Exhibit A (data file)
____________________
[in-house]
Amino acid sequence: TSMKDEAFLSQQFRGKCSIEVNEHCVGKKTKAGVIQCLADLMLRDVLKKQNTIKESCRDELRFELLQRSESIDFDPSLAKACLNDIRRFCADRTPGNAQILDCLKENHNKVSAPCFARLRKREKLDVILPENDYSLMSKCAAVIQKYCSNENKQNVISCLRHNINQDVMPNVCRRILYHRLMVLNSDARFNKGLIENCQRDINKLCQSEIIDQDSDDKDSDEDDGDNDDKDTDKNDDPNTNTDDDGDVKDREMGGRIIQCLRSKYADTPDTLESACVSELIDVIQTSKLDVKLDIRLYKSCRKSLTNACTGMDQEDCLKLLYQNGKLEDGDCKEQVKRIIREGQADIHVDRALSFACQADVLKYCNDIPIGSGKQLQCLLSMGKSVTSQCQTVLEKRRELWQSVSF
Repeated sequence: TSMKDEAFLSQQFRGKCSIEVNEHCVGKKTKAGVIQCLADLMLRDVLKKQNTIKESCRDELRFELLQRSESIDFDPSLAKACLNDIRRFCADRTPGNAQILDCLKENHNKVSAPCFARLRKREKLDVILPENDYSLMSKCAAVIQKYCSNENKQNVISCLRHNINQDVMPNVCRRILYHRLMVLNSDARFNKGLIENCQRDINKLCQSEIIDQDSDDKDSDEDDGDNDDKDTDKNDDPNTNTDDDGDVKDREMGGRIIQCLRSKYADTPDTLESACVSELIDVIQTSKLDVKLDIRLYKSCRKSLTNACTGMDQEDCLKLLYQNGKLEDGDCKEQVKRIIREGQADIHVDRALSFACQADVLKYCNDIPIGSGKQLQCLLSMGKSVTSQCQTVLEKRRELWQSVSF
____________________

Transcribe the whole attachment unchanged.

[in-house]
Amino acid sequence: TSMKDEAFLSQQFRGKCSIEVNEHCVGKKTKAGVIQCLADLMLRDVLKKQNTIKESCRDELRFELLQRSESIDFDPSLAKACLNDIRRFCADRTPGNAQILDCLKENHNKVSAPCFARLRKREKLDVILPENDYSLMSKCAAVIQKYCSNENKQNVISCLRHNINQDVMPNVCRRILYHRLMVLNSDARFNKGLIENCQRDINKLCQSEIIDQDSDDKDSDEDDGDNDDKDTDKNDDPNTNTDDDGDVKDREMGGRIIQCLRSKYADTPDTLESACVSELIDVIQTSKLDVKLDIRLYKSCRKSLTNACTGMDQEDCLKLLYQNGKLEDGDCKEQVKRIIREGQADIHVDRALSFACQADVLKYCNDIPIGSGKQLQCLLSMGKSVTSQCQTVLEKRRELWQSVSF
Repeated sequence: TSMKDEAFLSQQFRGKCSIEVNEHCVGKKTKAGVIQCLADLMLRDVLKKQNTIKESCRDELRFELLQRSESIDFDPSLAKACLNDIRRFCADRTPGNAQILDCLKENHNKVSAPCFARLRKREKLDVILPENDYSLMSKCAAVIQKYCSNENKQNVISCLRHNINQDVMPNVCRRILYHRLMVLNSDARFNKGLIENCQRDINKLCQSEIIDQDSDDKDSDEDDGDNDDKDTDKNDDPNTNTDDDGDVKDREMGGRIIQCLRSKYADTPDTLESACVSELIDVIQTSKLDVKLDIRLYKSCRKSLTNACTGMDQEDCLKLLYQNGKLEDGDCKEQVKRIIREGQADIHVDRALSFACQADVLKYCNDIPIGSGKQLQCLLSMGKSVTSQCQTVLEKRRELWQSVSF